Talk about a click-bait title!
The Bible teaches, not only in its content, but also in its design and structure.
Check it out. The structure of Mark 6:31-7:37 is as follows:
- Jesus feeds the five thousand (6:31-44)
- The disciples cross the sea and land (6:45-56)
- The disciples show a lack of faith and understanding
- Jesus conflicts with the Pharisees over the nature of defilement (7:21-23)
- Jesus talks to a woman about bread (7:24-30)
- Jesus heals a deaf and mute man (7:31-36)
- The crowd makes a confession of faith (7:37)
Mark 8:1-30 follows this sequence:
- Jesus feeds the four thousand (8:1-9)
- The disciples cross the sea and land (8:10)
- Jesus conflicts with the Pharisees over the need for a sign (8:11-13)
- Jesus talks to the disciples about bread (8:14-21)
- The disciples show their lack of faith and understanding
- Jesus heals blind man (8:13-21)
- Peter makes a confession of faith (8:27-30)
Some of the parallels are clear, like feeding of the crowds and healings – in both cases Jesus uses spit in the healing process (7:33, 8:23). Other parallels are less obvious. But I am convinced that the overall structure holds. This begs the question: Why did Mark structure his book like this or, the related question, why did Jesus repeat similar miracles like feeding the crowd?
There may be many reasons for this, but I think the most obvious is this, our first lesson about spiritual growth: Jesus knows we need to learn and re-learn the same lesson. We need repetition before we “get it”. Take a look at the disciples. In both sequences, though at slightly different times, the disciples lack of faith and understanding is pointed out:
Immediately he spoke to them and said, “Take courage! It is I. Don’t be afraid.” 51 Then he climbed into the boat with them, and the wind died down. They were completely amazed, 52 for they had not understood about the loaves; their hearts were hardened.
14 The disciples had forgotten to bring bread, except for one loaf they had with them in the boat. 15 “Be careful,” Jesus warned them. “Watch out for the yeast of the Pharisees and that of Herod.”
16 They discussed this with one another and said, “It is because we have no bread.”
17 Aware of their discussion, Jesus asked them: “Why are you talking about having no bread? Do you still not see or understand? Are your hearts hardened?18 Do you have eyes but fail to see, and ears but fail to hear? And don’t you remember? 19 When I broke the five loaves for the five thousand, how many basketfuls of pieces did you pick up?”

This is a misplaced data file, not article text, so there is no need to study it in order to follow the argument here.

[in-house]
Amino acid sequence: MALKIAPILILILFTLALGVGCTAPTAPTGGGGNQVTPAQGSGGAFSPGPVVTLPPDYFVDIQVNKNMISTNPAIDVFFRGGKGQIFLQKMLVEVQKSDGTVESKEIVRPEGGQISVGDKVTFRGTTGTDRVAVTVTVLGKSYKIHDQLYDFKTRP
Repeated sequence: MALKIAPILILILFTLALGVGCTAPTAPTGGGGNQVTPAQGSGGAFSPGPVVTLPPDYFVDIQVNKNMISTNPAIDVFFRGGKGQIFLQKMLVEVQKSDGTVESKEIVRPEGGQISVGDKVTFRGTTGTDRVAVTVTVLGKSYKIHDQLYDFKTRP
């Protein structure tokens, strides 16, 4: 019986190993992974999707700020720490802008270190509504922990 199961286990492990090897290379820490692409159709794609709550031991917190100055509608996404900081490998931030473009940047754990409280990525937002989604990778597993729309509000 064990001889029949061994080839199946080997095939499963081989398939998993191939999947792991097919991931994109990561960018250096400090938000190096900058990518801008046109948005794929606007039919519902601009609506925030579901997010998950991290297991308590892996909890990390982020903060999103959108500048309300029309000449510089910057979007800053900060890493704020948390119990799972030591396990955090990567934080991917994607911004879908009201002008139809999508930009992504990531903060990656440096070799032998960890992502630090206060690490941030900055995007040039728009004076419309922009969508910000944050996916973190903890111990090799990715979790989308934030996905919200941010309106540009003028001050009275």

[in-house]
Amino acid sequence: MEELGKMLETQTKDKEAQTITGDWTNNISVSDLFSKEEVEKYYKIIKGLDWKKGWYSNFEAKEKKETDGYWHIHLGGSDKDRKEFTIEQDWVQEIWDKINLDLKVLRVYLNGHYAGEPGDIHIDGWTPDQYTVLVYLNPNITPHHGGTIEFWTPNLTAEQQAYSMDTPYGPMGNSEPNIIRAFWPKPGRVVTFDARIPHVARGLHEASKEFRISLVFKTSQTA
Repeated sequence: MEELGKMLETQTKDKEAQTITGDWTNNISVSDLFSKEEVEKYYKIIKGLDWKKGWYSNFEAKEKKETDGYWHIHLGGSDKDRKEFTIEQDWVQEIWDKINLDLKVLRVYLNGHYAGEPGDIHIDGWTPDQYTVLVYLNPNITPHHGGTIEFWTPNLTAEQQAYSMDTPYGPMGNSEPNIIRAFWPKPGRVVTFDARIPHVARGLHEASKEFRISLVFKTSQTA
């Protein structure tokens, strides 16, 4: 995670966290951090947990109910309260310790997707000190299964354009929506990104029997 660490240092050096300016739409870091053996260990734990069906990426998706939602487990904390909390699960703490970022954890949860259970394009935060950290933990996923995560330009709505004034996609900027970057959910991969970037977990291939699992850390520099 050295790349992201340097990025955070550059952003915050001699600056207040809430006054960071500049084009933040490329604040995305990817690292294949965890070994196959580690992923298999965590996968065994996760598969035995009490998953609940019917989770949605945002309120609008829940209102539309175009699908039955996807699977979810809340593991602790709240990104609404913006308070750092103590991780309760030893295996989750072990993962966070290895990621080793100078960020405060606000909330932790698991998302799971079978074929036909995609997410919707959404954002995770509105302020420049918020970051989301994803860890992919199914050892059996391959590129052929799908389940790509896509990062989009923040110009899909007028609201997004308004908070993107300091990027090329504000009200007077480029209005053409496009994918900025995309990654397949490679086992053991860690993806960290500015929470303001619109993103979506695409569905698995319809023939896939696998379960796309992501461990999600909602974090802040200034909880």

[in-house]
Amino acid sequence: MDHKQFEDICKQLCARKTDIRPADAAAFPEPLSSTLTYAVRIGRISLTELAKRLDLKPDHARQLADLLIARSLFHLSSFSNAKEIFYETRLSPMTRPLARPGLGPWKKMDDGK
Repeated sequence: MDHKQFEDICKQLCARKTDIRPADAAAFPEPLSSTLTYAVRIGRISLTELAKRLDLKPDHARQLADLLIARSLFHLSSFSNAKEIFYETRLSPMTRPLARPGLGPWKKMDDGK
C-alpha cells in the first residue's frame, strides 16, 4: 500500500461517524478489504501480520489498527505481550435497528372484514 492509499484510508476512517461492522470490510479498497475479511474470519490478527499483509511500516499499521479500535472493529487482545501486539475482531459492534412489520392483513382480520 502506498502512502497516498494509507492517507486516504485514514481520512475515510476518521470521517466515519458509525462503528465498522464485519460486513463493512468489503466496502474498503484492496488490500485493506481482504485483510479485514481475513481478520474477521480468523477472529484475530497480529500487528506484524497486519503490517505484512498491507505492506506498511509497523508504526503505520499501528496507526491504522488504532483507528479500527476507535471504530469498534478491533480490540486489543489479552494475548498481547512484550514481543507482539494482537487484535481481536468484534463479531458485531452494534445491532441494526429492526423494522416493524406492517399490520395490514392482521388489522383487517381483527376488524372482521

The disciples don’t get it, which is kind of surprising given that they have had the inside track since he called them. They left everything to follow him. Jesus explained the parables to them when their meaning was hidden from the crowds. They saw the miracles of the loaves and the fishes. And yet, they are still described as lacking in spiritual insight. They have ears but don’t hear and eyes that don’t see. At this point, they are much more like the hard soil than the good soil, except for the grace of God.
And this teaches us the second lesson about spiritual growth: Most of us don’t totally “get it” all at once. We need repeated encounters with Jesus.
When I think back over my life I can think of a handful of pivotal moments of spiritual growth but, in all honesty, even those “big ones” only produced a small amount of the spiritual fruit that I’ve seen in my life. Most of my growth (if I can point to any) has come from “routine” encounters with Jesus and his people: Reading scripture, study, attending church, prayer, confession, and working through daily toils.
Will a single sermon change your life? Maybe not, but a lifetime of them will.
Will you have an epiphany the next time you open Scripture? Possibly, but it is more likely that your daily routine of reading the Bible will slowly but steadily enlighten your mind and align your values.
Will that camp experience bring about lasting transformation? Yes, but only if it is followed up through discipleship in a community of faith.
The disciples had their ups and downs and so will we. Jesus was patient with them, and I am incredibly comforted by that fact. The best news is that the disciples ended well. God faithfully completed the work he started in them – by teaching and re-teaching them through his power and presence.